Meanwhile, we’d gotten an SOS from the Veterans for Peace people who had been part of “Camp Casey” in Crawford, Texas. They were setting up camp in Covington, Louisiana and needed everything, especially water. Covington is on the north shore of Lake Pontchartrain across a long causeway from New Orleans, so they head there, stopping Saturday night for a little shut eye at a rest stop. All the motels were full. They called me Sunday at 7 a.m.. They were at the Park where Camp Casey had obviously been. There was a sign “Camp Casey” but no people! They saw a cop and asked him but he didn’t know anything about where they were. So they just started driving around. I went up on the Internet and Googled around until I found a page that said they had moved to a school and gave the address. I called Gary’s cell and they found the school and sure enough, there they were.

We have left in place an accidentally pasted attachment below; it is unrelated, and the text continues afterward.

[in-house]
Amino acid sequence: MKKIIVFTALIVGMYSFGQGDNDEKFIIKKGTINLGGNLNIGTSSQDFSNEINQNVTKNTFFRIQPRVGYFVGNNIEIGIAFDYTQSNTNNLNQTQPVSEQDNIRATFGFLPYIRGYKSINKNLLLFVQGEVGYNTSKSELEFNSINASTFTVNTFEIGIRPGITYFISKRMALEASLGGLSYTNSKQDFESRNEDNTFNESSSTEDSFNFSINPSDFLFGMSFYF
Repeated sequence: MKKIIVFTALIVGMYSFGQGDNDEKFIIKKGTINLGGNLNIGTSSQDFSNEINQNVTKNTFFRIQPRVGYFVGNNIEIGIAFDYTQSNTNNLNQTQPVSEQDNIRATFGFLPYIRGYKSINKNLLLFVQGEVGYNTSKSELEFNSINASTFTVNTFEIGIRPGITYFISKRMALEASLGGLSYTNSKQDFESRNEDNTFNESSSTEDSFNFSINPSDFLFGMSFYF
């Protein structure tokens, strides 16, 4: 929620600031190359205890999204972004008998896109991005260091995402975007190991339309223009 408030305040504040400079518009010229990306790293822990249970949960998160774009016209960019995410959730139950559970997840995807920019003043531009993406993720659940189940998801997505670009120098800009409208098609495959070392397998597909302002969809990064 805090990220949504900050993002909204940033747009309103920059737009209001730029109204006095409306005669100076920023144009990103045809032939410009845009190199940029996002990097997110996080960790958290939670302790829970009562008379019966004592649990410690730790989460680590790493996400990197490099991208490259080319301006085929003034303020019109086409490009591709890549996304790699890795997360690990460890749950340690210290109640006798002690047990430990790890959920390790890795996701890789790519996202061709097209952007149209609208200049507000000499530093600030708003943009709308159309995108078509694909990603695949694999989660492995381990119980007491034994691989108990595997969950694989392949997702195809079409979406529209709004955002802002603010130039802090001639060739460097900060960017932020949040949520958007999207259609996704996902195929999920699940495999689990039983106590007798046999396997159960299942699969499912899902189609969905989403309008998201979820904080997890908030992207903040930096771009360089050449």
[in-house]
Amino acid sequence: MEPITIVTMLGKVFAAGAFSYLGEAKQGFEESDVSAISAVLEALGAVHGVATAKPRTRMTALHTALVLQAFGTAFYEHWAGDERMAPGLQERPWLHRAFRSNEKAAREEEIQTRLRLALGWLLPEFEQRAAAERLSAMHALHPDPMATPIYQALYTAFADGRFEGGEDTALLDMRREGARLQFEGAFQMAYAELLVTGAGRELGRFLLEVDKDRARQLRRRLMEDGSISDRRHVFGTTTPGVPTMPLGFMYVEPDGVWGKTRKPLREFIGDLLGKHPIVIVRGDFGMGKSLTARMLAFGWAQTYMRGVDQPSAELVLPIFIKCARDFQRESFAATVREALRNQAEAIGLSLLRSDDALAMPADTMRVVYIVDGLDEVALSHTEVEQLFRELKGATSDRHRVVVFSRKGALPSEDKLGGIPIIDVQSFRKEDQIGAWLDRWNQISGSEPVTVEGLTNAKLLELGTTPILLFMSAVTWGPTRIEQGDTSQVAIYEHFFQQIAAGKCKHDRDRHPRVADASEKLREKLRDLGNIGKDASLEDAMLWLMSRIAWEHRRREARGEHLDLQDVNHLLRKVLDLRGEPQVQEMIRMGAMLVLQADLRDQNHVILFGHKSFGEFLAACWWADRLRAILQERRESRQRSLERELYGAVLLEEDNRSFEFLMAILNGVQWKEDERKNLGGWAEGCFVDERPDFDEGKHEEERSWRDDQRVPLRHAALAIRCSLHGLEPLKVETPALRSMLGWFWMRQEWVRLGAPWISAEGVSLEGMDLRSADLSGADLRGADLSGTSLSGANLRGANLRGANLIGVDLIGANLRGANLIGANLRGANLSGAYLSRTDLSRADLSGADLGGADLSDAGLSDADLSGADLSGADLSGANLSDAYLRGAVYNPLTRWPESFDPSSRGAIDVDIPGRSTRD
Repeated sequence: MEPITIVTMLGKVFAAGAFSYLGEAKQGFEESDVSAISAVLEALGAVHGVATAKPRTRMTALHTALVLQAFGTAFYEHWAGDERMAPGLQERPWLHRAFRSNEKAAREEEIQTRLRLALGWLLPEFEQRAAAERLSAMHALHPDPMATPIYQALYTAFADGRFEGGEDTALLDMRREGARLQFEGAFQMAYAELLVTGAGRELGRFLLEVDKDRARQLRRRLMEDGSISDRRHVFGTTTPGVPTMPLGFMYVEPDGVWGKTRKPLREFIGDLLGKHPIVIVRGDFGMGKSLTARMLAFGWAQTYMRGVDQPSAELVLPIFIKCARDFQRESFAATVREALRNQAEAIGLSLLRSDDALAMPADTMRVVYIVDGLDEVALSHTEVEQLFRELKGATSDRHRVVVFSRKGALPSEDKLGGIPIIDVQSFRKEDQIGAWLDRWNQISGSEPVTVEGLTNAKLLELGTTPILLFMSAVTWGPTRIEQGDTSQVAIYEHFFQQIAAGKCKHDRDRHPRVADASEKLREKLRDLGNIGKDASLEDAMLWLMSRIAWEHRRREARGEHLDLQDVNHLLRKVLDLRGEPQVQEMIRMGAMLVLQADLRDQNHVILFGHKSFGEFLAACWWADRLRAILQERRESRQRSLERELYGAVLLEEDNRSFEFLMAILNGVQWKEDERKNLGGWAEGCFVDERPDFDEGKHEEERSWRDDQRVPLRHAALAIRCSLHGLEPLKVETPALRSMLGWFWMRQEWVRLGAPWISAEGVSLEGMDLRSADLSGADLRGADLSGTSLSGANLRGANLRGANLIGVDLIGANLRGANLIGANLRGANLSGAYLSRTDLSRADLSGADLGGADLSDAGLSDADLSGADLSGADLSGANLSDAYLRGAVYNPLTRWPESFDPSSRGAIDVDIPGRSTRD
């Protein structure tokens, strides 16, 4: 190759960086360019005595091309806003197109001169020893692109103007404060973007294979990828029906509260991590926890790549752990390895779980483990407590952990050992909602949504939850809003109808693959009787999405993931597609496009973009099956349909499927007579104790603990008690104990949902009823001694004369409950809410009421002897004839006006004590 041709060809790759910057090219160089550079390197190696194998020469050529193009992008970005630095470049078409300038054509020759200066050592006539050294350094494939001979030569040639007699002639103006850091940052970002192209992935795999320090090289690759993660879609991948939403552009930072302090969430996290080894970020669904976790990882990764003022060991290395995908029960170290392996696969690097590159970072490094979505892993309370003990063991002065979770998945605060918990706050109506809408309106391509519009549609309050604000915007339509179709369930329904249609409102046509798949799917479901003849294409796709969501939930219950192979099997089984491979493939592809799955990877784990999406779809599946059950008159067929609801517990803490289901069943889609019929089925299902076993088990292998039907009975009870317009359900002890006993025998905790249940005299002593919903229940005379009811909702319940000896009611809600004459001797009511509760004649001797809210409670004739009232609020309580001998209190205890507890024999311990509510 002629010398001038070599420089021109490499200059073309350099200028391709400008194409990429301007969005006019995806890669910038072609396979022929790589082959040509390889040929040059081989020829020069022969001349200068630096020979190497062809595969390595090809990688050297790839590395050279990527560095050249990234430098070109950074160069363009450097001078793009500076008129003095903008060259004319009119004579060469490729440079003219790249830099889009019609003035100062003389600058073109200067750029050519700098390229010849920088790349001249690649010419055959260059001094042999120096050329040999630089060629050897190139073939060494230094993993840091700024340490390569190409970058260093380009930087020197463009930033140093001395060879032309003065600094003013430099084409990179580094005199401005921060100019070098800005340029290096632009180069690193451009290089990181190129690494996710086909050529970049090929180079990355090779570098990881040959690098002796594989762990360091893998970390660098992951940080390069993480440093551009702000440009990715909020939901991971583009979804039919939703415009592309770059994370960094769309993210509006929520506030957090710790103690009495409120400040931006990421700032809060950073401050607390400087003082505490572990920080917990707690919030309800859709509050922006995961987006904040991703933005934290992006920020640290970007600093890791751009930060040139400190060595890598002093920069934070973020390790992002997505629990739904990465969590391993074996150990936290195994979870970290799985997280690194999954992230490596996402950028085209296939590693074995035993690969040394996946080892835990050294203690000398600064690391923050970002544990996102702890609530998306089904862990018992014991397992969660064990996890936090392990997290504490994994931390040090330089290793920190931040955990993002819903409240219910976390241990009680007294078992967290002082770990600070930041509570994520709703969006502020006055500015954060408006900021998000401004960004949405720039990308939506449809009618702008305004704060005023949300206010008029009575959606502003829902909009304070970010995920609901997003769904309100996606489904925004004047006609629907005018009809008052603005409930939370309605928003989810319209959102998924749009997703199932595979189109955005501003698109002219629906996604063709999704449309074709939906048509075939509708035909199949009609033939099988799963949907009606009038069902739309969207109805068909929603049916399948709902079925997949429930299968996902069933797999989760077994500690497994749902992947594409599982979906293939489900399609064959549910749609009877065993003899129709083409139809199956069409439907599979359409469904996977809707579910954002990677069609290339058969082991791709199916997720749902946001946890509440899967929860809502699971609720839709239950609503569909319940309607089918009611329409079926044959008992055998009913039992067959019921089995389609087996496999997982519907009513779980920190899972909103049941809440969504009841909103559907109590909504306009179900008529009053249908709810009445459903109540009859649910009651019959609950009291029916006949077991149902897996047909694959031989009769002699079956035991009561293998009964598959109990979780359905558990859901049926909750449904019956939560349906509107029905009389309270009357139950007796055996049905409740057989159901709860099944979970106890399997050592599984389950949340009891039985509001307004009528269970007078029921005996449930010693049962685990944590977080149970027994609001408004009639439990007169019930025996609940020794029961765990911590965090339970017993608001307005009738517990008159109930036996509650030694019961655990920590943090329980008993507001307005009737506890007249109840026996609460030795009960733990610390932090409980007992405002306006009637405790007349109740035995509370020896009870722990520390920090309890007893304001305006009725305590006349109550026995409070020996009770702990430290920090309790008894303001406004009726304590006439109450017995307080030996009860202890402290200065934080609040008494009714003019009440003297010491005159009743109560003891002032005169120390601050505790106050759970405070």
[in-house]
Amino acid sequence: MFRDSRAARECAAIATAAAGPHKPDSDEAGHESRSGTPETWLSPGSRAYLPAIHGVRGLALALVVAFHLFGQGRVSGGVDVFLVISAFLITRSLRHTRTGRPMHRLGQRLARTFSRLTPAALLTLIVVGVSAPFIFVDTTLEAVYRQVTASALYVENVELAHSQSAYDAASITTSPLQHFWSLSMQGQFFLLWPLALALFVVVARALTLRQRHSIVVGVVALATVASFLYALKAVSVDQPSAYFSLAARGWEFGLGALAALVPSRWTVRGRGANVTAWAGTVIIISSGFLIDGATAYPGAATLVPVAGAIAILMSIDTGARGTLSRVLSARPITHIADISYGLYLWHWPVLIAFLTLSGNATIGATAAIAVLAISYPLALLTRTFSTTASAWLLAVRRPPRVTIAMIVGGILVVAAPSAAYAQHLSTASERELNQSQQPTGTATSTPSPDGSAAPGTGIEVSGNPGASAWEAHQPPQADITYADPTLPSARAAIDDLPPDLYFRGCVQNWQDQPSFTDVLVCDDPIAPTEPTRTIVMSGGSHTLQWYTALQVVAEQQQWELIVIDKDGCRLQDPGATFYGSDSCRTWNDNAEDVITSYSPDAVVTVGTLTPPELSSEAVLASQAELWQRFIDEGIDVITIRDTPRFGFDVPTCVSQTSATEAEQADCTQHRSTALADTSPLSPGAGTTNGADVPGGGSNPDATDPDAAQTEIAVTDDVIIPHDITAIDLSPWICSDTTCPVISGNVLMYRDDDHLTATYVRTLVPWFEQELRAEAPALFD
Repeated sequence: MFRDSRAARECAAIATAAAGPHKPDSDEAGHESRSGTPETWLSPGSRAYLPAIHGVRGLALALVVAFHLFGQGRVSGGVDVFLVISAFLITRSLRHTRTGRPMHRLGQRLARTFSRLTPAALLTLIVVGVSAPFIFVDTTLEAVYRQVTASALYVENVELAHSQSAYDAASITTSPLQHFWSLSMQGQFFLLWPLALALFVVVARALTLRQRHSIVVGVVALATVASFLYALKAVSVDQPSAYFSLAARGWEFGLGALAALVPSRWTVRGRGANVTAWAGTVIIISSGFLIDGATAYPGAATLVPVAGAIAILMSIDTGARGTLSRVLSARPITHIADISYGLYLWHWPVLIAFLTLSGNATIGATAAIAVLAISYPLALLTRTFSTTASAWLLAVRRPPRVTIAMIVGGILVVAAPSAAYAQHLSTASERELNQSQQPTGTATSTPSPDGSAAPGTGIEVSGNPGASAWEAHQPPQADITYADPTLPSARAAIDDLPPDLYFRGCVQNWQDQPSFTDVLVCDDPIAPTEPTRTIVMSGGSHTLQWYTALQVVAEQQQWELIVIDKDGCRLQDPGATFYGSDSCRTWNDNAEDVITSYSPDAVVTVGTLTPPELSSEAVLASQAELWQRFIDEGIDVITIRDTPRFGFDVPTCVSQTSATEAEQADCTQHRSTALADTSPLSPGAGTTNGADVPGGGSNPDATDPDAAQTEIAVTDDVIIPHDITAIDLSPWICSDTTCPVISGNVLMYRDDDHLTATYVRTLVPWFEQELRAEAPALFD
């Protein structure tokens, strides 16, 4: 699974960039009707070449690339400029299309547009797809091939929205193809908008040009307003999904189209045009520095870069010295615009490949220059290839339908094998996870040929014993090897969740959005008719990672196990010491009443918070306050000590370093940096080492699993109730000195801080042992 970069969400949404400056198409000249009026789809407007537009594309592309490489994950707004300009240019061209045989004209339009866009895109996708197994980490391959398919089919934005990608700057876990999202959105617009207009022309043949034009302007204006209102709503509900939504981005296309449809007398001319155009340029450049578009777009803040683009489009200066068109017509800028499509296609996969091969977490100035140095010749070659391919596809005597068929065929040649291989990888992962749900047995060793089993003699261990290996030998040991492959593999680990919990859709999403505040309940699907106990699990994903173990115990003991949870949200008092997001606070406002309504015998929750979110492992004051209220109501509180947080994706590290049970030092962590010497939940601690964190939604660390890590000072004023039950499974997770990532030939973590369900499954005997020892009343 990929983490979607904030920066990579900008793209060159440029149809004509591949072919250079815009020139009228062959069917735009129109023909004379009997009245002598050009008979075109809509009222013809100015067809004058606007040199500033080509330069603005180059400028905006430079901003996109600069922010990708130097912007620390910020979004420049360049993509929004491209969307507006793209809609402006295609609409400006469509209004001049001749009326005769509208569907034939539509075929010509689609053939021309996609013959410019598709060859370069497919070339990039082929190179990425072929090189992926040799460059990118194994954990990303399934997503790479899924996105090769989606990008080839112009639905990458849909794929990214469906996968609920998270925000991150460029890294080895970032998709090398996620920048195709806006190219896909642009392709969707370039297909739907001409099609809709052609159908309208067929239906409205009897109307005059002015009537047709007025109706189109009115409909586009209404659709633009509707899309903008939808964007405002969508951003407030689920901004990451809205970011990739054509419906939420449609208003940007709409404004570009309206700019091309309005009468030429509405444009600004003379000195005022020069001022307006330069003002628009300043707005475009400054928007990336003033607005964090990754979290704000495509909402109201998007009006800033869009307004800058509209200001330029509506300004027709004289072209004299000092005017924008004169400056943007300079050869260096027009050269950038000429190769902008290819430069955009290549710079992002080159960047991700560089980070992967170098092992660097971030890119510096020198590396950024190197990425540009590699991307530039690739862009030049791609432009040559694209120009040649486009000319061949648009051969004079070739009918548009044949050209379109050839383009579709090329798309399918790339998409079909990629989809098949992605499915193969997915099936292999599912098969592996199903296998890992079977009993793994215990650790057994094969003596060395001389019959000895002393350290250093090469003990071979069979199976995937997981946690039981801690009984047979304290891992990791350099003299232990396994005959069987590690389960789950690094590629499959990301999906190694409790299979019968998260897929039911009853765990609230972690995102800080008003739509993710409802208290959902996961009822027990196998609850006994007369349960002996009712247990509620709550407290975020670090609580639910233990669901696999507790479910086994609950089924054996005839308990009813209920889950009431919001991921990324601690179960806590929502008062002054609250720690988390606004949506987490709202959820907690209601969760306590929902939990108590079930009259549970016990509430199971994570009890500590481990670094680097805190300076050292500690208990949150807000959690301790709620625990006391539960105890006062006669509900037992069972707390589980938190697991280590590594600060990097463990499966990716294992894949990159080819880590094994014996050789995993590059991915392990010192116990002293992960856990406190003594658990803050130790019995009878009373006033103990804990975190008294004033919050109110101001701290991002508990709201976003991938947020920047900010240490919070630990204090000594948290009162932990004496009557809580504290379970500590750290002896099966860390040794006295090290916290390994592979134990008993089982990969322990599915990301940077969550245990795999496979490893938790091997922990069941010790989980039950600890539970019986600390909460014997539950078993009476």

On the Internet, on the Veterans For Peace (VFP) and Camp Casey related pages, I was seeing messages from what seemed like eight or ten groups that were on their way to Covington with water and other things for Camp Casey. Apparently they hadn’t arrived because they were grateful to get our load of water. Then they said, “Please stay and help us get people out of the city.” They had a bus but it was their “command center” and didn’t have the rows of empty seats ready for passengers. There was a rumor that there were hundreds of people stranded under a bridge in the city so Gary and Josh headed out for new Orleans across Lake Pontchartrain across the 25-mile-long causeway. Gary said the causeway was broken up in spots that you had to drive around but otherwise was very drivable. There was a police check on the New Orleans side. The officer wanted to know what they were doing and if they had authorization. I had given Gary a letter saying he was authorized “by the Board of Directors of Plenty International” and that seemed to do the trick. So they got to the bridge and there is nobody in sight. Obviously from the trash there had been a bunch of people there recently. Turns out they had been moved to the airport.